You are spot-on. And I say this from a part of the country that, while unemployment is shooting up and we’re all feeling it–hell, my tiny savings account just vanished in the last two months of “emergencies” that are just getting more and more frequent–is still doing pretty well. I have a crap job that I go home from tired and frustrated every day, but I have a job still, and that’s a big deal.

  28. Maritzia
    Maritzia February 10, 2009 at 11:29 am |

    Thank you for writing this article, Lauren. As someone from a working class background (and still working class to a certain extent, I’m an interesting hybrid of privileged and non-privileged.

    I grew up in a working class family, just one generation away from sharecroppers. No one in my family was college educated (lack of privilege), but there was a strong emphasis on education and knowledge (privilege). While I went to college myself (privilege), I never graduated (lack of privilege). I’m white (privilege), female (lack), middle aged (for a woman, lack), fat (lack), and extremely well read (privilege), and have worked for 20 years in the administrative support field (i.e. I’m a secretary/assistant, so lack of privilege). I have chronic health issues (lack), but good health care (privilege), or at least I did until I got laid off (lack again).

    In my politics, and now in my writing, I try very hard to bring my experience of lack of privilege to the privilege I have now of being able to afford multiple blogs and time to write for them and time to be involved in politics in my local area. I try to be a voice for those who just don’t have the time, energy, knowledge and/or money to speak out. And maybe my tone tends to be a bit strident at times, because I do get a fair bit of backlash.

    One blogging blog I read has a request to review a site. It was about budgeting, saving money, and investing for women. The site owner wanted to know how to increase her readership. I read a couple of her posts, about how expensive everything was a Trader Joe’s and trying to stay within her grocery budget. My response to her was that she could exponentially increase her readership if she stepped away from her privilege and attempted to engage working class women, who afterall were much more in need of her financial expertise than women who could afford to pay a financial planner. Needless to say, my advise was not appreciated, and I was accused of being biased against those with more money.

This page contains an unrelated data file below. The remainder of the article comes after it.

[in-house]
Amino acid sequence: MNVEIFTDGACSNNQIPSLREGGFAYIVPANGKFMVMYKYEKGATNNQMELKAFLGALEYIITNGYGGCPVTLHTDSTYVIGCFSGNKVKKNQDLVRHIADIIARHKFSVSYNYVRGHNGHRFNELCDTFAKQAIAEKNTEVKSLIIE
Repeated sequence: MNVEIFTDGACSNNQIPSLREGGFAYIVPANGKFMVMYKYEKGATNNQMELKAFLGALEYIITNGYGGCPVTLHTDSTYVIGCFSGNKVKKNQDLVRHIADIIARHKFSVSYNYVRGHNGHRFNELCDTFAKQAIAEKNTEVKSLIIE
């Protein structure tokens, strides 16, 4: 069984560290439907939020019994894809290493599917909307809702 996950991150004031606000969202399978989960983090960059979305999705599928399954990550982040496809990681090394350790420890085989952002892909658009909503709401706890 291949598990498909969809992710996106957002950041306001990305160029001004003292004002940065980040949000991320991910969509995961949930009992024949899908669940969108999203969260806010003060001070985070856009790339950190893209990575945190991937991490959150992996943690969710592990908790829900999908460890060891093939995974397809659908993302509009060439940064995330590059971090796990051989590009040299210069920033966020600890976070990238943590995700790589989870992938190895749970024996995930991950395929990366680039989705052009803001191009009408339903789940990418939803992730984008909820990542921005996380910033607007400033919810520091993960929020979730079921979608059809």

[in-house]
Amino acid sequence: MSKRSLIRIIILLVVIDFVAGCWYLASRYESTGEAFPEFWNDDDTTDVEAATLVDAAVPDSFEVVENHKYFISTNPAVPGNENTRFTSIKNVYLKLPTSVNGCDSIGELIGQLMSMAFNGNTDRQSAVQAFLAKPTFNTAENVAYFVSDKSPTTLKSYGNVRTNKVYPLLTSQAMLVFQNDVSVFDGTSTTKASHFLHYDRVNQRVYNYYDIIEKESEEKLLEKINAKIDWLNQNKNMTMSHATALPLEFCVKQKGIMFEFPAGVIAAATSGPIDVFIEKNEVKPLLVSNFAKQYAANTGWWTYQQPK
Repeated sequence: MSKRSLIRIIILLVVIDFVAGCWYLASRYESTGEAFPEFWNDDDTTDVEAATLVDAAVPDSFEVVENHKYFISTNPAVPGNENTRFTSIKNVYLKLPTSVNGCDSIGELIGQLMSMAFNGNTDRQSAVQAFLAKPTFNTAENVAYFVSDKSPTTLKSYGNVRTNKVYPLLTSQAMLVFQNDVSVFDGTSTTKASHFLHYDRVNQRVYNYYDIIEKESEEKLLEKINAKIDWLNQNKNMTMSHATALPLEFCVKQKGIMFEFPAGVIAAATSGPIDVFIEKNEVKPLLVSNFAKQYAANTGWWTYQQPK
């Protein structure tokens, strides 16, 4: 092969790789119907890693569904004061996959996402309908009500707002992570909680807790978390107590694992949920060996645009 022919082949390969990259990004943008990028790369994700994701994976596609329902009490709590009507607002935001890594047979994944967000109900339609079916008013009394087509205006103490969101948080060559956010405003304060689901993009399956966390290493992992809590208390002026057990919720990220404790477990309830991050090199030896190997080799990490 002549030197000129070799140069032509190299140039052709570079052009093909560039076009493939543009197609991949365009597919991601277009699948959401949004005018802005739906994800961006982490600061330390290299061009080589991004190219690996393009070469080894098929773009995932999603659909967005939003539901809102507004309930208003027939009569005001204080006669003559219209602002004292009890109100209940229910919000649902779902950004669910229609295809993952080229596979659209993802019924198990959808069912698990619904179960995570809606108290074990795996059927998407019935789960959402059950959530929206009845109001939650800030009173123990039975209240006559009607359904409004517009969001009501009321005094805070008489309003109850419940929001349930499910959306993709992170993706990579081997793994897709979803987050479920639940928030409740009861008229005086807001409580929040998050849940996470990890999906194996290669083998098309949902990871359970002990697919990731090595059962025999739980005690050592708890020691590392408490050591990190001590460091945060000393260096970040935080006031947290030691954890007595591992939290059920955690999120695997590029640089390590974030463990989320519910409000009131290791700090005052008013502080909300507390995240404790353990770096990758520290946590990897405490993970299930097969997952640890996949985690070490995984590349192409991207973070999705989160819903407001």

Will I stop saying these things? Not likely. Will I ever have a big readership? Not likely. I’m a bit to eclectic for most people’s tastes, anyway.

    And now my short term memory has fled and I have no idea where I was going with this *sighs*. Fibromyalgia sucks some days.

  29. Jill
    Jill February 10, 2009 at 11:35 am | *

    This post is great, Lauren. It’s a hard balance to strike — yes, being a professional writer (or a professional feminist) exhibits some amount of privilege. And there is a huge problem in making sure the voices and views of working-class women are heard, because as you point out, they aren’t the ones who have the time, money and energy to be putting their views out there on top of everything else going on in their lives.

    But on the other hand, I think there’s value in women talking about the realities of their lives, and of course it makes me uncomfortable to see accusations of Jessica buying a “ritzy” apartment in NY (as she said, it’s an old house, and her rent is way cheaper than mine — and I live in a tiny 5th-floor walk-up), or assumptions that Courtney is a sushi-eating yoga-doing spoiled brat (Lauren, I obviously don’t think you were making any of these assumptions, but they do seem to have come from some commenters here and elsewhere).